In short, the first part of the book presents stimulating perspectives on one of the giants of 20th-century economics. The second part is more specialized and less easy to evaluate.
Bureau of Labor Statistics,
New York region
Labor goes to the movies
Working Stiffs, Union Maids, Reds, and Riffraff: An Expanded Guide to Films about Labor. By Tom Zaniello. Ithaca, NY, ILR Press, 2003, 434 pp., $52.50/cloth; $24.95/paperback.
It had to happen. Working is such a major part of most of our lives that it is only natural filmmakers would find working and workers a rich subject to explore. The greater surprise is that there are not more films focused on the activity that takes up a majority of our waking hours. So it should not come as a surprise that someone has attempted to catalog films about labor. In fact, it has happened at least twice—this is Tom Zaniello’s second attempt to catalog films of this genre. Set in alphabetical order by film title, each review includes basic information about the cast and crew, a review of the movie, and references for further reading. He also includes a chronological list to give the reader some context of how the films relate to each other over time.
At first, it seems an easy task, but as you delve into the subject the complexities become apparent. What characterizes a film as being worthy of inclusion in a guide to the cinema? There are lots of films that include pictures of working men and women, but usually their work is only a small part of the plot. Do you include the Tom Hanks/Meg Ryan film You’ve Got Mail whose plot is driven by the competition between a small bookstore owner and a bookstore chain? Zaniello’s answer would be no, as he does not include this in his list. Instead, he sets out his criteria to include films about unions and labor organizations, labor history, working-class life, political movements tied to organized labor, and struggles between labor and capital. Not surprisingly, he includes such classics as Norma Rae and The Full Monty, although in reality, many of his films are small films or documentaries not known to the general public.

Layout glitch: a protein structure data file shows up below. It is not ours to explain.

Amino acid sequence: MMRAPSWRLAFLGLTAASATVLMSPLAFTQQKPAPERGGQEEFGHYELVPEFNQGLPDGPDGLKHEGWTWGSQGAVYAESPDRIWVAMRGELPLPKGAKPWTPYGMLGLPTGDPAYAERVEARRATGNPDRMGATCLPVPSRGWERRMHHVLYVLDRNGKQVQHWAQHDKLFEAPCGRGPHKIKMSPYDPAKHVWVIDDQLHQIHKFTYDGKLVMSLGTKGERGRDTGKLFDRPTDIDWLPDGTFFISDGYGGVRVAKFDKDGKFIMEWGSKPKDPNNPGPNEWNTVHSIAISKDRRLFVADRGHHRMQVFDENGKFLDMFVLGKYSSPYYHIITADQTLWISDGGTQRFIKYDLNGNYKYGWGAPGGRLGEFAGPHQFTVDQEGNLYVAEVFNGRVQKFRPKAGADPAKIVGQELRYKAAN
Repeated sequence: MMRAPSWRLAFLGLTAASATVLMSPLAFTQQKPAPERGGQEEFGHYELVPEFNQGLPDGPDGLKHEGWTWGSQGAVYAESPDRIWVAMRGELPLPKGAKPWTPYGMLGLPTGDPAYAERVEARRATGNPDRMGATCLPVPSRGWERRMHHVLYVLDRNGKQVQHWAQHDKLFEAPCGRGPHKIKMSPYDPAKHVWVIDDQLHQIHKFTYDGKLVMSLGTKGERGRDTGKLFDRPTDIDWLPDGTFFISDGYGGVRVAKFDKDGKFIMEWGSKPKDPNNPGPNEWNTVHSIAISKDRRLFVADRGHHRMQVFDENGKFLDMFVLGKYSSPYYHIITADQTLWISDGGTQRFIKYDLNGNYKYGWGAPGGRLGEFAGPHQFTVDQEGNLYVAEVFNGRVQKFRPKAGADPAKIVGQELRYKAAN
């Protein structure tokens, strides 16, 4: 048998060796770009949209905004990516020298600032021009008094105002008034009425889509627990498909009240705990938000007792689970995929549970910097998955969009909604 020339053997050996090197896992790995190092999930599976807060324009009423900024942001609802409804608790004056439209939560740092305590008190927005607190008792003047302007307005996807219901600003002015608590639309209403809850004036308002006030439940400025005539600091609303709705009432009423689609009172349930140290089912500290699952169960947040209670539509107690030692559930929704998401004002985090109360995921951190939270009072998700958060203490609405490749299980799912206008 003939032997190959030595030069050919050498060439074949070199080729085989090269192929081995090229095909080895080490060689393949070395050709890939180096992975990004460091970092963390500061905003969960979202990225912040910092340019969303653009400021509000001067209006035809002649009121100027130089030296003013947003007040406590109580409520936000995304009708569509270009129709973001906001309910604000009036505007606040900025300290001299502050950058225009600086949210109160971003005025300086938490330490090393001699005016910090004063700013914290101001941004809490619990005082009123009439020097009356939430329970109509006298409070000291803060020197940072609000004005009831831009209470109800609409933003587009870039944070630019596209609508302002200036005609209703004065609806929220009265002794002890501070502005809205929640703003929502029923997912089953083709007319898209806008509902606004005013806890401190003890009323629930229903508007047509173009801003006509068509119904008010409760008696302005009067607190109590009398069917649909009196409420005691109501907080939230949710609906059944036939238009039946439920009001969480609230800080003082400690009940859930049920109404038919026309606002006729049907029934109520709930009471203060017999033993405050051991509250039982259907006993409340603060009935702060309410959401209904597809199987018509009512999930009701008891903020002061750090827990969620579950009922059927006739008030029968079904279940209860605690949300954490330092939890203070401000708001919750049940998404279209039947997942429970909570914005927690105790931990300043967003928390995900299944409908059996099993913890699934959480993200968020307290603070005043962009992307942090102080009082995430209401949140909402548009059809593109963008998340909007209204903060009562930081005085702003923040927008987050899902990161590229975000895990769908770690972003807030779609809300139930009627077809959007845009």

Looking through the titles, although he calls this an expanded guide, he means it is expanded from his first edition, not that his definition of labor has expanded. His criteria tend to favor subjects that focused on organized labor, as opposed to a wider definition of labor. So, he includes Sylvester Stallone’s F.I.S.T. but not Double Indemnity, the dark film noir story that revolves around Fred MacMurray as an insurance agent out to cheat his company through murder and insurance fraud. Both revolve around the dark side of work and labor, but the lack of a union connection in the Billy Wilder film appears to keep it from being included in the book.
Unlike the films mentioned above, the second difficulty that Tom Zaniello faced was the relative obscurity of many of the movies. In his Introduction, he discusses how he learned about these various films, but it is still amazing that he was able to include films that are probably only known today to a few thousand people worldwide, such as the 1932 classic, Land without Bread. Most of the films in the book are not readily available at your neighborhood video store, but many of them can be found using the Internet, and Zaniello includes a list of sources for the reader interested in tracking down these titles.
Putting together the list is itself the greatest value of this book. The book brings together in one place movies lost to the current generation and reminds us of the drama and humor implicit in working. Most readers will have found that they have seen one or more of these films at some time in their life and realize how many they have missed. Whether or not it spurs the reader to explore this rich depth of creative work, Working Stiffs is both a valuable reference work and an enjoyable book in its own right.
Bureau of Labor Statistics,